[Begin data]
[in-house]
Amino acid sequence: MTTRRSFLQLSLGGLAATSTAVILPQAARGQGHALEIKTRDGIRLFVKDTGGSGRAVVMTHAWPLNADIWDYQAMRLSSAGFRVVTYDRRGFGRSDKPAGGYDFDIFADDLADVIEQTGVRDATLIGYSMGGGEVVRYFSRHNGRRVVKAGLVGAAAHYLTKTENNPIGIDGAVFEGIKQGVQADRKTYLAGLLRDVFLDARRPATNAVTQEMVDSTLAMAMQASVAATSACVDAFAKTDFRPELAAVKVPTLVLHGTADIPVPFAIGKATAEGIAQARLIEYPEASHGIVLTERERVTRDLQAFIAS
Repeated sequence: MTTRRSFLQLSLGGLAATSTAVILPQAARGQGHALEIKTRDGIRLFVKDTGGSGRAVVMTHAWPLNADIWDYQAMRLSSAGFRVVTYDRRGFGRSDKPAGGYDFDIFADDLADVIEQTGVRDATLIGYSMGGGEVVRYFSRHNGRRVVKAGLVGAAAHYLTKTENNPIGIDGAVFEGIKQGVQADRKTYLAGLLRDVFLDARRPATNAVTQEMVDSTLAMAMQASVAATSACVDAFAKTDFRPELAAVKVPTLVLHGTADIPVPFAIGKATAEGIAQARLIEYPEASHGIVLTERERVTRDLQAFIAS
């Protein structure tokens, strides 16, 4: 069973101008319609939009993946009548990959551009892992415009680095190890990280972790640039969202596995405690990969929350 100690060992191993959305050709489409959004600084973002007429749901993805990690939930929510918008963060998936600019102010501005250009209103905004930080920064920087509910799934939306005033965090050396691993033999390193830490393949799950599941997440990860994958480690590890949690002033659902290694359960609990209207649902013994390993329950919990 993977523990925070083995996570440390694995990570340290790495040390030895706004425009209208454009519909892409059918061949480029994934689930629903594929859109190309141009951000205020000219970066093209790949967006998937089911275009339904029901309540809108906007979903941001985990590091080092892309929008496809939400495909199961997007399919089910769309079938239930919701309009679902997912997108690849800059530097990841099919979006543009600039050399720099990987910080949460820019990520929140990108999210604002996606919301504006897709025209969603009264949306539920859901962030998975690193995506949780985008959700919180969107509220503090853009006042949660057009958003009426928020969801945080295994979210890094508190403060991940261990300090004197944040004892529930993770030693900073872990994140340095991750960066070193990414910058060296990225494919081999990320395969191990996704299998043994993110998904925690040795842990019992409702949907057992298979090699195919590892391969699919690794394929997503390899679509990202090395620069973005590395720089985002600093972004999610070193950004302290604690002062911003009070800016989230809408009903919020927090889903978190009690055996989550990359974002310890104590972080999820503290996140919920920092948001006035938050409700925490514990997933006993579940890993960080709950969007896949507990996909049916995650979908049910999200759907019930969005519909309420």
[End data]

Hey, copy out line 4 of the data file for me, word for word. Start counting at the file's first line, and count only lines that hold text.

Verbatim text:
């Protein structure tokens, strides 16, 4: 069973101008319609939009993946009548990959551009892992415009680095190890990280972790640039969202596995405690990969929350 100690060992191993959305050709489409959004600084973002007429749901993805990690939930929510918008963060998936600019102010501005250009209103905004930080920064920087509910799934939306005033965090050396691993033999390193830490393949799950599941997440990860994958480690590890949690002033659902290694359960609990209207649902013994390993329950919990 993977523990925070083995996570440390694995990570340290790495040390030895706004425009209208454009519909892409059918061949480029994934689930629903594929859109190309141009951000205020000219970066093209790949967006998937089911275009339904029901309540809108906007979903941001985990590091080092892309929008496809939400495909199961997007399919089910769309079938239930919701309009679902997912997108690849800059530097990841099919979006543009600039050399720099990987910080949460820019990520929140990108999210604002996606919301504006897709025209969603009264949306539920859901962030998975690193995506949780985008959700919180969107509220503090853009006042949660057009958003009426928020969801945080295994979210890094508190403060991940261990300090004197944040004892529930993770030693900073872990994140340095991750960066070193990414910058060296990225494919081999990320395969191990996704299998043994993110998904925690040795842990019992409702949907057992298979090699195919590892391969699919690794394929997503390899679509990202090395620069973005590395720089985002600093972004999610070193950004302290604690002062911003009070800016989230809408009903919020927090889903978190009690055996989550990359974002310890104590972080999820503290996140919920920092948001006035938050409700925490514990997933006993579940890993960080709950969007896949507990996909049916995650979908049910999200759907019930969005519909309420």